Shop by Age / Grade
- The Sandbox
Science for Preschoolers
- The Playground
Science for K to Grade 2
- The Treehouse
Science for Grade 3-5
- The Lab
Science for Grade 5-8
Experiments designed to engage your child in both “hands on” and “minds on” learning.
Shopping CartNo products in the cart.
Learn about the Ear
Posted on 5th Dec 2010 | In The Human Body
The ear is the sense organ for hearing and balance (equilibrium).
Not only does the ear act as a receiver for sound it also plays a major role in the sense of position and balance. All humans have two ears but some animals have no ears at all… like snakes! Snakes use their tongues to receive and interpret sound vibrations.
What is sound?
Sound is a form of energy that moves through air, water and matter, in waves of pressure. While the ear recognizes sound it is the brain and central nervous system that “hears”. The ear and the brain work together. The ear changes sound pressure waves from the outside world into signals of nerve impulses which are then sent to the brain.
What is an ear made up of?
Outer ear: The visible external ear is called the pinna or auricle. This is the part of the ear that humans sometimes ornament with jewellery.
The outer ear also contains the ear canal and the ear drum (tympanic membrane).
The middle ear: is the area behind the ear drum. This part of the ear is made of three movable bones called ossicles. The function of these three bones is to convert the sound wave (by striking the eardrum) into mechanical vibrations. These three bones are absolutely tiny and are the smallest bones in the body!
The hammer (Malleaus) – joins the inside of the eardrum.
The anvil (Incus) – connects to the hammer and the stirrup.
The stirrup (Staples) – fills the oval window (membrane covered outlets) which leads to the inner ear.
The inner ear
Cochlea – is a snail-shell like structure divided into three fluid-filled parts.
Cilia – Microscopic hair-like structures.
Eustachian Tube – This tube equalises air pressure. It also connects the middle ear to the throat and this is where most ear infections happen. This tube is normally collapsed but it opens up when we are swallowing food or with any pressure, such as taking off in an aeroplane, giving the sensation of popping.
How do we hear?
The outer part of the ear collects sound waves. Humans can hear sound waves with frequencies between 20 and 20,000 Hz. That sound pressure is amplied through the middle portion of the ear.
In simple language these sound waves cause the eardrum to vibrate. The three middle ear bones (Malleaus, Incus, Staples or easier to remember Hammer, Anvil and Stirrup) pass these vibrations on to the cochlea. The cochlea is a snail-shaped, fluid-filled structure in the inner ear. Inside the cochlea is another structure called the organ of corti. Cilia are very tiny hair cells which are located in the corti. These cilia (microscopic hair cells) bend over from the vibrations (sound waves) passing a nerve impulse to the auditory nerve. These impulses are then sent to the brain and this is how we hear sounds.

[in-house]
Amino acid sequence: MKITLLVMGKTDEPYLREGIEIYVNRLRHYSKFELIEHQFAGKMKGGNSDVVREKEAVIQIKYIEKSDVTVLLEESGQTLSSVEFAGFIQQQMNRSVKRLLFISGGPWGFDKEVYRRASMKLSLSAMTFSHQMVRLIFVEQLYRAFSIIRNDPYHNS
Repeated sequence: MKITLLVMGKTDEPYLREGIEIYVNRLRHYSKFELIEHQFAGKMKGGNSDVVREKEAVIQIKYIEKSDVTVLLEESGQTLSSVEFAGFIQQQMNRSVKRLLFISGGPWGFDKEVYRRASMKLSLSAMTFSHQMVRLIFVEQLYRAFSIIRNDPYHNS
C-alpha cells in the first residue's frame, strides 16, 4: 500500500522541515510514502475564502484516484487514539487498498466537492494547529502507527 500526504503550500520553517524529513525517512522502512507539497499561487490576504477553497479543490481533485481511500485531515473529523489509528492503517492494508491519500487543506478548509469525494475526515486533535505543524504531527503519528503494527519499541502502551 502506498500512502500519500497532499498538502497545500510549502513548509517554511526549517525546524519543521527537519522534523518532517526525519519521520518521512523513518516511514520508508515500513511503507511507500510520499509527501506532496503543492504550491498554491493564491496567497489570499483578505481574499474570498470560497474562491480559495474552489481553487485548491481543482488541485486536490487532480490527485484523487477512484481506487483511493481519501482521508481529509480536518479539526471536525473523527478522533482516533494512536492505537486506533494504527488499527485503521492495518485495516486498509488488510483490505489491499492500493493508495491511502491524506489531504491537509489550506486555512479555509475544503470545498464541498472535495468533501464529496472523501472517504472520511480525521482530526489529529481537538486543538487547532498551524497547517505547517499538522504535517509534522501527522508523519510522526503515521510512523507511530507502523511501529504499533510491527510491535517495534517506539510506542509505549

Why do we get dizzy when we spin around?
When you spin around too fast, fluid in the circular canals (cochlea) moves around the ear. This stimulates the hair cells. When you stop spinning the fluid still moves. Because the moving fluid is still stimulating the hair cells your brain gets a message that you are still moving and so you feel dizzy.
Why are ears so important to us?
The ability to hear and balance is very important to all living creatures. For humans hearing is also an important part of learning speech and language so we can communicate with each other. So, we must protect our hearing.
Exposure to loud noise, whether instant or prolonged, can cause damage to these hair cells as they become brittle and don’t bounce back into shape. When this happens we get a constant hum in our ears called Tinnitus. Some cases of tinnitus are caused by too much ear wax or infection but mostly it is caused by loud music or noise. This is why we must be careful not to expose ourselves to too much loud noise as excessive noise is still the number one reason for hearing loss. Sound loudness is measured in decibels (dB). A whisper is 30 db but a Lawn mower is 95 (dB). Prolonged exposure to anything over 80 dB can cause hearing damage. So turn down those MP3 players kids!
- The staples is the smallest bone in the whole body! It is only 0.25 to 0.33 cm long and only weighs 1.9 to 4.3 milligrams.
- 200,000 people in the United States are deaf; 3 million people in the US have serious hearing problems.
- Fish do not have ears, but they can hear. They hear pressure changes through ridges on their bodies.
- Crickets have their hearing organs in their knees!
Do you want to know more about your ears? Download our free Ear coloring pages and have fun!
Elva O'Sullivan Ph.D is an educator and founder of ScienceWithMe.com She has created over 50 educational science products for the marketplace. To learn more about her and ScienceWithMe!® follow her on Facebook, LinkedIn and Twitter.
WOW! Elva O'Sullivan, founder of www.sciencewithme.com has one of the top 10% most viewed LinkedIn profiles for 2012. LinkedIn now has 200 million members. View Elva's profile!
Did you enjoy this post?
If you loved the post, here's what you can do next:
Share this post:
- Leave a comment and tell us what you think (scroll down!)
- Read some more posts that you might enjoy: